I am writing to extend my thanks to the people of Liberia for a very meaningful visit in October of this year. On my first trip to Liberia, I very much appreciated the opportunity to meet with, and hear from, a wide range of policymakers, lawmakers, members of the media, and Liberians who shared with our delegation their perspectives on the prospects for justice in Liberia. I owe special thanks to Pastor Janice Gonoe, who gave me a very moving tour of St. Peter’s Lutheran Church, where 600 Liberians lost their lives after they sought sanctuary in this place of worship.
Liberia faces many challenges when it comes to justice and accountability, not only for the terrible war crimes committed during two consecutive civil wars, but also for subsequent crimes and corruption. Impunity is corrosive; when it is allowed to flourish in one sector, it will undermine the foundations of peace and the rule of law across an entire society.
The overwhelming message we heard on our visit was a call for those with the power to do so to implement the important recommendations of the 2009 Truth and Reconciliation Commission of Liberia (TRC). These recommendations reflect the wisdom of Liberian leaders and experts in law, human rights, theology, and journalism. The TRC commissioners were tasked with the awesome responsibility for generating a framework to prevent a return to mass violence in Liberia, answer the call of victims and survivors for justice, and hold accountable those most responsible for war crimes and other atrocities.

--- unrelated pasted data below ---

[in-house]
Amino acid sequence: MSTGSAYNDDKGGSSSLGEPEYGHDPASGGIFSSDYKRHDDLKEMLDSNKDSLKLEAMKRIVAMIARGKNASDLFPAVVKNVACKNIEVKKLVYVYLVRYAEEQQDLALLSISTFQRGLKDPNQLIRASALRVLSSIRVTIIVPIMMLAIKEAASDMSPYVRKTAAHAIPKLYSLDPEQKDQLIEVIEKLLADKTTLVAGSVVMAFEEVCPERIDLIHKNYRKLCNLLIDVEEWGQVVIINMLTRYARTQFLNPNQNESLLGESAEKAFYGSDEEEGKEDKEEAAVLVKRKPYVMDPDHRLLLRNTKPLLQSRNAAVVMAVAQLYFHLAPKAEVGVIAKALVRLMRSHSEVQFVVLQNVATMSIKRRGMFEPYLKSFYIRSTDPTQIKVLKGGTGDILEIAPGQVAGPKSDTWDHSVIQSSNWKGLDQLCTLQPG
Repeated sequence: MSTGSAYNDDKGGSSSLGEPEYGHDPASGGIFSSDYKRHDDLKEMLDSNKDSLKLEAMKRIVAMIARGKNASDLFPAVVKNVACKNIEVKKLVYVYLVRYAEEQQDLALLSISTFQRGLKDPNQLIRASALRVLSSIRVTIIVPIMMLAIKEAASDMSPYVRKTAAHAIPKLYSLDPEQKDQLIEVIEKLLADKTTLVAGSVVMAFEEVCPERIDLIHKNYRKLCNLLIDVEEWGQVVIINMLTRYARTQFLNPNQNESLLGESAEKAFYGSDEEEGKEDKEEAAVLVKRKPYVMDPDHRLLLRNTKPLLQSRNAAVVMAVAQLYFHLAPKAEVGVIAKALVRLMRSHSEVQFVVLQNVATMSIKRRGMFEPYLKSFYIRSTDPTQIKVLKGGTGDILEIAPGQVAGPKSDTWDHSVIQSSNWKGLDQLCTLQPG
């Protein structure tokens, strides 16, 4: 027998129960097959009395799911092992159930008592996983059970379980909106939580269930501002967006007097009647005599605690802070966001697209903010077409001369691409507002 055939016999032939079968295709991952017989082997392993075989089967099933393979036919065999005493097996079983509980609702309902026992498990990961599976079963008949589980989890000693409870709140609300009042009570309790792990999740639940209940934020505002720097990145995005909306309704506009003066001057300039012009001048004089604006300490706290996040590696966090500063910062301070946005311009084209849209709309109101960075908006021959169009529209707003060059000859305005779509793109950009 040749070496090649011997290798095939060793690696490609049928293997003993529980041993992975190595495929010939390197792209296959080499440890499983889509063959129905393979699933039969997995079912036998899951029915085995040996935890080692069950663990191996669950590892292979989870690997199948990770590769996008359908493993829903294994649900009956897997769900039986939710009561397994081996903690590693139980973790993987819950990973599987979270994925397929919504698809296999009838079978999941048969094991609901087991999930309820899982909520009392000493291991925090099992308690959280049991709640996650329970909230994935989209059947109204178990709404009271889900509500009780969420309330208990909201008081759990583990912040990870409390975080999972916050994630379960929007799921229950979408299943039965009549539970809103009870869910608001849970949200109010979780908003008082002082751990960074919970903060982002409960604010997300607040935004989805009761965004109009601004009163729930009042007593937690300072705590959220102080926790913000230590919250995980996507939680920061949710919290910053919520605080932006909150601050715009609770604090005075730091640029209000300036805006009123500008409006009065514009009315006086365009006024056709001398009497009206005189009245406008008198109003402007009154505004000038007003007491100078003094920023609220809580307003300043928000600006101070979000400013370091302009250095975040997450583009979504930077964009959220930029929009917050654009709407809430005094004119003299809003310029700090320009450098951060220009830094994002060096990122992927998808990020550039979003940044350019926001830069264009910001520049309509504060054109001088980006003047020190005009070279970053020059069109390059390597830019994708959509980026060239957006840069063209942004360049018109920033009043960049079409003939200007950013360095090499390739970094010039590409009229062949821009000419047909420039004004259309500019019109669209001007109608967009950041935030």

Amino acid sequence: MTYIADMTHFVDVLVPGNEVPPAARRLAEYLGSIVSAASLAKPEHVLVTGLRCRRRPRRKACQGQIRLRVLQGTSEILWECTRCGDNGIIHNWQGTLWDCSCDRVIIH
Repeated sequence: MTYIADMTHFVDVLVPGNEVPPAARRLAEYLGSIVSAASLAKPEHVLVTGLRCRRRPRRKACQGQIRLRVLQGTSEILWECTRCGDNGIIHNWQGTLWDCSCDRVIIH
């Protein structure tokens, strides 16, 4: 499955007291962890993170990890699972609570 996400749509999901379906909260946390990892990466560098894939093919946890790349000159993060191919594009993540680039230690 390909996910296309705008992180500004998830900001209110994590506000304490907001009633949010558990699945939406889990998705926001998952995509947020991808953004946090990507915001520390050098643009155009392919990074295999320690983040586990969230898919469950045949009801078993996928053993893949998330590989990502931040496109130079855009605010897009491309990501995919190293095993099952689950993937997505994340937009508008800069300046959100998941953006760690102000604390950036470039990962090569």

Notwithstanding the recommendation of the TRC to establish an Extraordinary Criminal Court for Liberia, with a mandate to investigate war crimes and economic crimes, the only justice Liberians have enjoyed to date has occurred in foreign courts. This includes the recent verdict in France against Kunti Kamara, who was sentenced to life imprisonment for complicity in crimes against humanity, torture, and acts of barbarism. Currently, two cases are proceeding in U.S. courts against former rebel general Laye Sekou Camara and former Armed Forces of Liberia commander Moses Wright for charges related to misrepresenting their wartime conduct on immigration forms in attempts to evade accountability. My visit followed on the heels of a civil judgment in Pennsylvania against Moses Thomas, establishing his liability for the Lutheran Church massacre and resulting in an $84 million damages award to victims. Because he absconded from the United States, this judgment has never been paid. And just before my delegation and I arrived in Liberia, a suit was filed in the ECOWAS Community Court of Justice on behalf of the survivors of the massacre at St. Peter’s Lutheran Church. The basic claim: that Liberia has failed to provide victims justice.
These cases would not be possible without the amazing work of the Global Justice and Research Project (GJRP) and other Liberian and international civil society actors who have rigorously, reliably, and with unwavering integrity worked to keep the dream of justice alive. Liberians can be proud of the work of their compatriots in the GJRP who are working hard to support war crimes accountability. They should also be concerned, as am I, that the GJRP’s work has resulted in threats and intimidation against their staff members.
It was inspiring to hear such a sustained desire for justice from Liberians, and I thank those who shared their thoughts and hopes with me. It is my hope that these aspirations, and expectations, will be met by those entrusted with the power to fulfil them, in service of the lasting and just peace the people of Liberia deserve.